A council has admitted its IT service is being targeted by hackers, who have scrambled files and demanded money.
Systems at Redcar and Cleveland Council have been down for almost three weeks after a cyber attack. Since the attack on 8 February, the council has been working with the National Cyber Security Centre and the National Crime Agency, but it has taken 19 days for the council to admit the attacking they are dealing with is ransomware.
Informing the public their council is being held to ransom is a key piece of information that many think people have a right to know. It makes the situation far more serious as hackers are in control of computer systems and possibly sensitive data.
Ransomware is a unique and growing problem for large targets like public authorities and companies. The only options are to pay the cyber criminals or rebuild from scratch by using offline backups, which is often far more costly.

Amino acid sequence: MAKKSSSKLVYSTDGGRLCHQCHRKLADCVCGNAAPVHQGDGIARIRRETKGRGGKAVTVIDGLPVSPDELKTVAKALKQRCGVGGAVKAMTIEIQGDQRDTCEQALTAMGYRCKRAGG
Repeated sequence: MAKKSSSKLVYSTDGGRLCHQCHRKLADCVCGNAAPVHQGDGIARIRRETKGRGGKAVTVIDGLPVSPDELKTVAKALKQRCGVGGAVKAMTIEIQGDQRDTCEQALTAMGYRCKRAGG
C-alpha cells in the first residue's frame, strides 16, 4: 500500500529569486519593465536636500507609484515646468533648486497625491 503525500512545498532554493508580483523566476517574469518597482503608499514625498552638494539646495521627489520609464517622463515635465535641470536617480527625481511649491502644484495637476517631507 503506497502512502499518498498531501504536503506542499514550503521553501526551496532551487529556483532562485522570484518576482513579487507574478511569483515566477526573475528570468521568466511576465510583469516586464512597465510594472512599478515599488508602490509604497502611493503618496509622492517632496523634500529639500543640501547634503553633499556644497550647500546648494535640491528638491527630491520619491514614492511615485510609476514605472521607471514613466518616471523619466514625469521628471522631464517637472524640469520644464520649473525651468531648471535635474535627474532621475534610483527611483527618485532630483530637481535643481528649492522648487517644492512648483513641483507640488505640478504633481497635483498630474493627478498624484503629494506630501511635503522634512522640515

Councillor Mary Lanigan, leader of the council, said: “Significant progress has been made. All frontline services have continued, payments continue to be processed as normal, and there is no evidence so far to suggest any personal information has been removed from our servers. However, it may be some time before our IT capabilities are fully restored which may mean frustration for the public in dealing with us administratively.”
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